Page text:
Also, get involved in K-12 education. The more kids can learn about technology at an early age, the more likely they will turn into your IT workforce.
In summary, today’s tight labor market requires new and creative approaches to finding and developing your future technology workforce. Spread your recruitment efforts and expansion plans to new institutions and new regional markets. Get involved in local planning and branding efforts to grow the size of the tech workforce. Help educators understand how their curriculum should adapt to a changing technology landscape.
Solving today’s workforce shortages in technology will require a collective, collaborative approach between the private sector, government, education institutions, and students. Fortunately, we now have the communications technologies to make these connections happen more regularly and efficient. Now, do we have the will and the persistence?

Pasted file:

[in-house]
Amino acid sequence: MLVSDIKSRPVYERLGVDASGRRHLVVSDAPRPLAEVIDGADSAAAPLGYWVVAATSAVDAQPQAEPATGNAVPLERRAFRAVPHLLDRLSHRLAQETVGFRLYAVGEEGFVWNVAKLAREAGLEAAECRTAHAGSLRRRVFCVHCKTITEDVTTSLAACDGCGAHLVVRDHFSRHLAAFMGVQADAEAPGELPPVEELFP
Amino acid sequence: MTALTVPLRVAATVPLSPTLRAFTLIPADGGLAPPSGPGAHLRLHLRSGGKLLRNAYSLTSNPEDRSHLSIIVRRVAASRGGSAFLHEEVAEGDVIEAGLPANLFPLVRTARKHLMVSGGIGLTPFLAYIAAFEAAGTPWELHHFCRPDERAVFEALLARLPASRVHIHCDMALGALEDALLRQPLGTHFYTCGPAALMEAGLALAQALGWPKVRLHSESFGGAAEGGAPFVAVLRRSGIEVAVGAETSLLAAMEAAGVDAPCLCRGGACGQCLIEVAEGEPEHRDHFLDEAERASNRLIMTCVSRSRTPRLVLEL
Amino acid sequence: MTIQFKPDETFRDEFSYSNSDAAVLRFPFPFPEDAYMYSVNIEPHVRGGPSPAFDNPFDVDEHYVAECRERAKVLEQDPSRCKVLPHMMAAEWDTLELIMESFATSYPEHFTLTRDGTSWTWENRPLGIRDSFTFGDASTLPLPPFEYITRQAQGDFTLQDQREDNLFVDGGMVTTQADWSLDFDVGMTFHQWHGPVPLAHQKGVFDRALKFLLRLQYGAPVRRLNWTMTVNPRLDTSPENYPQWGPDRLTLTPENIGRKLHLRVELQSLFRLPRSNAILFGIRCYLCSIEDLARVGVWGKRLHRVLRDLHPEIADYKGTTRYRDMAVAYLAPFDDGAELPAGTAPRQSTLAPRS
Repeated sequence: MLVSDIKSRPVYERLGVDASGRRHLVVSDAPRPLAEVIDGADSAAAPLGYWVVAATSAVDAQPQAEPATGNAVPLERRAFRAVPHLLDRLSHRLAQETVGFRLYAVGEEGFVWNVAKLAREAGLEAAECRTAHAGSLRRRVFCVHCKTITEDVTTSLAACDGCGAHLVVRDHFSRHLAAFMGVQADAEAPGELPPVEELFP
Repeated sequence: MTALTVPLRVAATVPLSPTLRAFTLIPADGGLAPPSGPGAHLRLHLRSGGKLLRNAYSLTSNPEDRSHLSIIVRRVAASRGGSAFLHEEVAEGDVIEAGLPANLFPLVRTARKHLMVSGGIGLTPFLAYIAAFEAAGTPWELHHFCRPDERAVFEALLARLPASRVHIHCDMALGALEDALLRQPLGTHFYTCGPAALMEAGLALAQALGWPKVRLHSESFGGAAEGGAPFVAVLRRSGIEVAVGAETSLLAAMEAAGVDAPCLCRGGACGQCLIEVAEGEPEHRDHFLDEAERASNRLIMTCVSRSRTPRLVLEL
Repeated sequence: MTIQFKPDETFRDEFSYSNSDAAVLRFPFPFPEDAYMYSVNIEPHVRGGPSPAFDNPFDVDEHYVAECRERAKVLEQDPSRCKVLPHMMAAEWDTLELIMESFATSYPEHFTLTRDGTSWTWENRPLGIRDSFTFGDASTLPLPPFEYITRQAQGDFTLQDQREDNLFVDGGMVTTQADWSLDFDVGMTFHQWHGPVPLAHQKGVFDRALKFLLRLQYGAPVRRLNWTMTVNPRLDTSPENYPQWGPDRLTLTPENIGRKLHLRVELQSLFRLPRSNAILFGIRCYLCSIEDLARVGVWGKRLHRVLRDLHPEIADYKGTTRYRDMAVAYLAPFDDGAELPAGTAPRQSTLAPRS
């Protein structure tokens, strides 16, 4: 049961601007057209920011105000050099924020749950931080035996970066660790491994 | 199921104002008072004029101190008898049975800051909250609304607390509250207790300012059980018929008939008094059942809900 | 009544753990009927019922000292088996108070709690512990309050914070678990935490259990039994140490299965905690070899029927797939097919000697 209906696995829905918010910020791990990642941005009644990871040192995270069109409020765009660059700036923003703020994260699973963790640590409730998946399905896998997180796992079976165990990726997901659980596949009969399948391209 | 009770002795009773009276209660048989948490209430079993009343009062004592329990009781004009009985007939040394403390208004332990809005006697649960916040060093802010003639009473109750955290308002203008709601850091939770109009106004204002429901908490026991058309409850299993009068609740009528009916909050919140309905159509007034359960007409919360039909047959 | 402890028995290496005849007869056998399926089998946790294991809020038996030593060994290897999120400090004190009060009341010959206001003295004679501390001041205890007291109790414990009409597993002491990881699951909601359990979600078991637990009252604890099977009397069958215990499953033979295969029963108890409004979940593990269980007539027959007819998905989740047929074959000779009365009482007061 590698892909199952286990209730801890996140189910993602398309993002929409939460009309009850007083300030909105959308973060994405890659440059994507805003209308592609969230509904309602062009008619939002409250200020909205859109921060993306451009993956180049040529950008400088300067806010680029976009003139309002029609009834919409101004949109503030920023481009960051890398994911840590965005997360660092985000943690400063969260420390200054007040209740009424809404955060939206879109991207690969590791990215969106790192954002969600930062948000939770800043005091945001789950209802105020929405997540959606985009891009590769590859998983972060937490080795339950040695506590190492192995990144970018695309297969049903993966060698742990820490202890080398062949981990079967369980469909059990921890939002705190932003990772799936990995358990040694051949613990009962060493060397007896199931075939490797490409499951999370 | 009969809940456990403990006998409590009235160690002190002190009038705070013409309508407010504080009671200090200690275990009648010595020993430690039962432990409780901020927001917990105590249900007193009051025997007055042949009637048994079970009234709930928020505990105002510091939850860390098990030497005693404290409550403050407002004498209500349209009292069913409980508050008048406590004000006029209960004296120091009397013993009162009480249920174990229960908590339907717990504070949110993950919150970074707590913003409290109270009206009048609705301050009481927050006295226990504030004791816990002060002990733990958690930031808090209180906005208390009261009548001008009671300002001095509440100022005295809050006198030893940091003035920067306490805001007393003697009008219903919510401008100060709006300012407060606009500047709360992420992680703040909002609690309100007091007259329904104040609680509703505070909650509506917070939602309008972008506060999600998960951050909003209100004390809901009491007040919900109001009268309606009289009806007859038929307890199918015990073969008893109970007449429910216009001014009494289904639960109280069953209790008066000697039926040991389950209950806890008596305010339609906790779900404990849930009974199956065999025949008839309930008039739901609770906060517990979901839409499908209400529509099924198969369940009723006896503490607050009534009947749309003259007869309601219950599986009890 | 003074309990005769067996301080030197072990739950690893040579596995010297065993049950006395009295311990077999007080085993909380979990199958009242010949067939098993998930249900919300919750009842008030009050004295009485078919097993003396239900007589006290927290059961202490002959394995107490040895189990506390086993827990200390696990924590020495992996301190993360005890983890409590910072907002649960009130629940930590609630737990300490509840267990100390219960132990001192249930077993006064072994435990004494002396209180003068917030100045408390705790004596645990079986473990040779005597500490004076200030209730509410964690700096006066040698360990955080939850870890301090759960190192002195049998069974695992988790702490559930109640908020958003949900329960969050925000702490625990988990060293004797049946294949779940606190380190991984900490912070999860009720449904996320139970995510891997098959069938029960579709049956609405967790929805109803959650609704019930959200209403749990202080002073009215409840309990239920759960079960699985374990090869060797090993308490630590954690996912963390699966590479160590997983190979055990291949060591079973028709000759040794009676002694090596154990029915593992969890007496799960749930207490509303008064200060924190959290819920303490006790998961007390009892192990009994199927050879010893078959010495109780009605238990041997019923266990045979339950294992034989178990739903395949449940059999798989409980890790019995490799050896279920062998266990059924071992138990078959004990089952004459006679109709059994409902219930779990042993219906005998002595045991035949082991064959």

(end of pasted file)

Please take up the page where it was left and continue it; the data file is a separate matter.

Bio: Chris Engle, Avalanche’s Vice President, is a national thought leader on economic development strategy, workforce planning, and industry trends. He has over 20 years of experience as a researcher and strategist. His expertise includes economic analysis, benchmarking, workforce supply-demand gap analysis, labor market studies, and site selection. Chris has contributed to dozens of economic and workforce development plans for communities across the U.S. and abroad, including Greater Charlotte, Miami-Dade County, Providence (RI), Gainesville (FL), Hampton Roads (VA), Charleston (SC), Jefferson Parish (LA), Northern Kentucky, Quad Cities (IL), San Joaquin County (CA), Santa Fe (NM), Winston-Salem (NC), the Czech Republic, and Portugal, to name a few. His corporate clients have included Applied Materials, Dell Computer, Gables Residential, Opus Development, and Stratus Properties.